Incidentally, inadequate ventilation around the compressor could induce overheating, a universal fire trigger in electronics. This is common as in causes where a compressor is not designed with a thermal cutout. In the same breadth, a faulty compressor motor could also produce a short-circuit and catch fire.
Mechanical Defrost Switch Failure
A defrost switch timer switches the fridge between cooling and defrost cycles. This enables the evaporator coils to be automatically defrosted. In some occurrences, water can collect inside the appliance housing and penetrate the defrost switch casing, forming a conductive path between the defrost switch contacts and result in heating. This heating can lead to the release of flammable gas vapor, which can accumulate in the case and become a flaming ignition source.
Found in gaseous form in refrigerators, Cyclopentane (chemically identified as C5/C-pentane) is highly flammable and can catch fire, becoming significantly difficult to control.
Frequently, irregular power supply at a domestic residence is one of the most known causes of fire in a refrigerator. Specifically, in cases where the voltage becomes higher than its threshold value, a spark can occur and inevitably build into a fire.
In contrast to previous non-flammable refrigerants, currently used isobutane and propane are flammable, and thus a risk when they leak. Notably, a fault in the refrigerant circuit can lead to gas leaking, which can be ignited by a spark, for example, from the thermostat of the fridge turning on and off. Furthermore, the seal to the refrigerant can become degraded and compromised, allowing flammable refrigerant gas to escape and get ignited by a spark.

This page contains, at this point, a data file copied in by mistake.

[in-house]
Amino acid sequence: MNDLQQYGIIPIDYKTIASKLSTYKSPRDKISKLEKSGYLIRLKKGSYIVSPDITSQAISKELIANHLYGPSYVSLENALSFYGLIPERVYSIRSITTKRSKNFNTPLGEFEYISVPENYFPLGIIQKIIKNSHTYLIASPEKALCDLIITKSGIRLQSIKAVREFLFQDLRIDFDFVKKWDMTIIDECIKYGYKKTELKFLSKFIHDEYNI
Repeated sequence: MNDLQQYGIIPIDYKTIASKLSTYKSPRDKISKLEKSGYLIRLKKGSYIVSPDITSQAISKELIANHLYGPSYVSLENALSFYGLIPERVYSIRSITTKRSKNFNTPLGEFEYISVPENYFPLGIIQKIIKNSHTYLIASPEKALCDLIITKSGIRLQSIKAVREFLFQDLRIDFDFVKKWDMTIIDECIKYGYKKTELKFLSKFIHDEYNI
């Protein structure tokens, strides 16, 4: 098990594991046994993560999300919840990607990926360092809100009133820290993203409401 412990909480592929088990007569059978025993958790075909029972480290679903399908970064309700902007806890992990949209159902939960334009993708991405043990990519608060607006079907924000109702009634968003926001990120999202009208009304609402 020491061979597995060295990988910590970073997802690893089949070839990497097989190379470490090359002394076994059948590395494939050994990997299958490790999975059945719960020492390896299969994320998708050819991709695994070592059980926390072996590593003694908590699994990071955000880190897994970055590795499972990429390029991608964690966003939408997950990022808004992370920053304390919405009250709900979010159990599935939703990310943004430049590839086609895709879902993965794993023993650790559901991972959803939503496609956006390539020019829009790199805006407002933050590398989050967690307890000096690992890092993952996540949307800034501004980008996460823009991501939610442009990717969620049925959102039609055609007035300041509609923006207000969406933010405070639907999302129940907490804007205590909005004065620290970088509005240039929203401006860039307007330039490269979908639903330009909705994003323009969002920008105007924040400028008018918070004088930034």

Additionally, other causes mainly revolve around human/consumer error and industrial defects. For example, household members putting burning candles or kerosene lamps over a refrigerator, or an industrial error with a small component. In particular, industrial errors due to component discrepancies are not uncommon and have led to several product recalls.
Plastics: How They Contribute to Fridge Fires
Consequently, the resultant interaction with plastic does not help matters when it comes to electrical fires. Unfortunately, most plastic is highly flammable, and when ignited, can cause a minimal fire to grow tenfold. Although most modern fridges are now covered in metal, older versions, and some newer ones, still employ plastics.
Multiple studies investigations into refrigerator fires in the past have discovered that plastic components such as drip trays and twin-wall backing materials to be significant contributors to fridge fire escalation and spread. Unfortunately, refrigerators contain considerable amounts of highly flammable foam insulation, which is only protected by a thin plastic covering (polypropylene and polystyrene). Consequently, this poses a risk of disaster if an electrical fault occurs or in the event of a fire.